When blindsided by the news of Coach John Swogger's death on Christmas Day, a torrent of thoughts and emotions swept over me. One of the great heartaches of life is losing the people of your youth.
Though 1969 seems a lifetime ago, memories of this titan who transformed Altoona High basketball into another orbit remain clear and untainted by time.
Reflecting back to my sophomore year, I recall the first moment encountering him. He had no other teaching tasks besides basketball, for which he poured his heart and soul into daily.
During school hours, he mostly monitored packed auditoriums of study hall students.
Coach Swogger cut an imposing figure - a tall, handsome man who commanded instant respect. He'd sit on that stage behind a desk overseeing the crowd, sporting that stern, no-nonsense look while imposing order and discipline, powered simply by his presence.
Idle chatter and acting out was typically met with an icy glare, sufficient enough to set an offender straight. Study hall meant studying, by golly, and Lord help anyone who pushed the limits of decorum.
It happened only once when a student ignored his non-verbal warnings. Coach went off on him like a roman candle, smoke billowing from his ears. It was like watching him jump down a referee's throat, his face beet-red and the neck veins pulsating. He didn't play on or off the court and that kid, nearly reduced to tears, never messed up again under his watch.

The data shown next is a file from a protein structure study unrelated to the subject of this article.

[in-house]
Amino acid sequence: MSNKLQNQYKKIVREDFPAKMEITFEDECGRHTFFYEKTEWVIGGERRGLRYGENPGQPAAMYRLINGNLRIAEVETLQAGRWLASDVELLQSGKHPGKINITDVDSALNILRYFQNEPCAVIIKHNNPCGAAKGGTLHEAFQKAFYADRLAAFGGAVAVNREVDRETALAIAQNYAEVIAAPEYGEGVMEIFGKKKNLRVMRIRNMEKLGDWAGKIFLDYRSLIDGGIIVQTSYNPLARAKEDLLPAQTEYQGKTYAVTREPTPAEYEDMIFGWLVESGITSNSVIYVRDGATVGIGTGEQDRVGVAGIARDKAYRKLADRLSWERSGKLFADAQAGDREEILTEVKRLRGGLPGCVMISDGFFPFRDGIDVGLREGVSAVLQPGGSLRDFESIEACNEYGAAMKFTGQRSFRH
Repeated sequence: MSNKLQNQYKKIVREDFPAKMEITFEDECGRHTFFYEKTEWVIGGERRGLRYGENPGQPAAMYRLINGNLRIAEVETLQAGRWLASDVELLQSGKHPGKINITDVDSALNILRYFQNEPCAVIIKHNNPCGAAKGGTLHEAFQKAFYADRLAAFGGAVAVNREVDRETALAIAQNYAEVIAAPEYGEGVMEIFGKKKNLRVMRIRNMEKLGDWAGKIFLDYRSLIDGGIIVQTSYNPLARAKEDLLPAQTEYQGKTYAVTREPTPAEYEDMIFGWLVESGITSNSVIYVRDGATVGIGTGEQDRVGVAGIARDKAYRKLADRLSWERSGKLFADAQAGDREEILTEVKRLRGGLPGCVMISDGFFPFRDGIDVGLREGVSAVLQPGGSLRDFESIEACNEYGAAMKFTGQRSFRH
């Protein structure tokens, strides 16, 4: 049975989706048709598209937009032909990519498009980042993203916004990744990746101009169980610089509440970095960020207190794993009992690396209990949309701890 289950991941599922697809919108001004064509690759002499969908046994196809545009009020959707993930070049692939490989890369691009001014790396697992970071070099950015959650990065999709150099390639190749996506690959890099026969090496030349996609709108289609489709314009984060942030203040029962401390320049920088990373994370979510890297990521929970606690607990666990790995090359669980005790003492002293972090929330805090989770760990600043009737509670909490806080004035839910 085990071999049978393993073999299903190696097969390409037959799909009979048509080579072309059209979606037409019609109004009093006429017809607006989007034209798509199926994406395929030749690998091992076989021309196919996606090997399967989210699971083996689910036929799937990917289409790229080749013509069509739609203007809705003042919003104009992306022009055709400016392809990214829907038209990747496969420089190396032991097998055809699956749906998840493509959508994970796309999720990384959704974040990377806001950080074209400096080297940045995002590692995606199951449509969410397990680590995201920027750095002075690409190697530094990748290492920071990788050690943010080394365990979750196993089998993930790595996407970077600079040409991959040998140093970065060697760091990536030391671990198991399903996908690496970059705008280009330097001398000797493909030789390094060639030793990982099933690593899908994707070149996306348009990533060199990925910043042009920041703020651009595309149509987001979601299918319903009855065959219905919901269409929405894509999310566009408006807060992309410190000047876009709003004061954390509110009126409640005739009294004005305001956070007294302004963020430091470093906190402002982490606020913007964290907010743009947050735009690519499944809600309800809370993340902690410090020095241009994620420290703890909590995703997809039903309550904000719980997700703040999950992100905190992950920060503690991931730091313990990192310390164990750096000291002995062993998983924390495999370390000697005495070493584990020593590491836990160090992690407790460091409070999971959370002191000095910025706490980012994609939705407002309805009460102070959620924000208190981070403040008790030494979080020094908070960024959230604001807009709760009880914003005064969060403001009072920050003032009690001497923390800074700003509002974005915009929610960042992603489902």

I had revisited him over three decades later in 2002, retired though still teaching youth basketball at the Summit Tennis & Athletic Center in Altoona.
Softened by age, he had mellowed, the gruffness gone and the dark hair gray and in full recession, but he still possessed a teacher's greatest gift, the ability to convey passion and love for his subject - basketball - and for his pupils, for whom he cared deeply.
We reminisced over yesteryear, his amazing cache of players and electrifying teams that dazzled, artfully outsmarting opponents and racking up win after win - the Schenley triumph, the body blow of Beaver Falls in 1970 and the wrenching Farrell loss in '71. So close more than once to a state championship in Altoona, he could sniff it.
His shimmering achievements have been rightfully documented, fitting tributes to a life well-lived and a legacy secured, justice finally served with his Blair County Sports Hall of Fame induction.
Great teachers like John Swogger are hard to find, hard to lose and impossible to forget.
Fort Lauderdale, Fla.
(Editor's note: The writer graduated from Altoona High School in 1971 and is a former writer for the Mirror.)
'In a class by himself'
In sharing memories of Coach John Swogger, I immediately recall a story that occurred in an Altoona-Johnstown game played at the Altoona Fieldhouse in the late 1970s.
It was a basketball rivalry matching the coaching strategies between a veteran Swogger and a younger Paul Litwalk.
I was working the game with a clergyman from Revloc for the first time and seemingly we had quite different styles of officiating.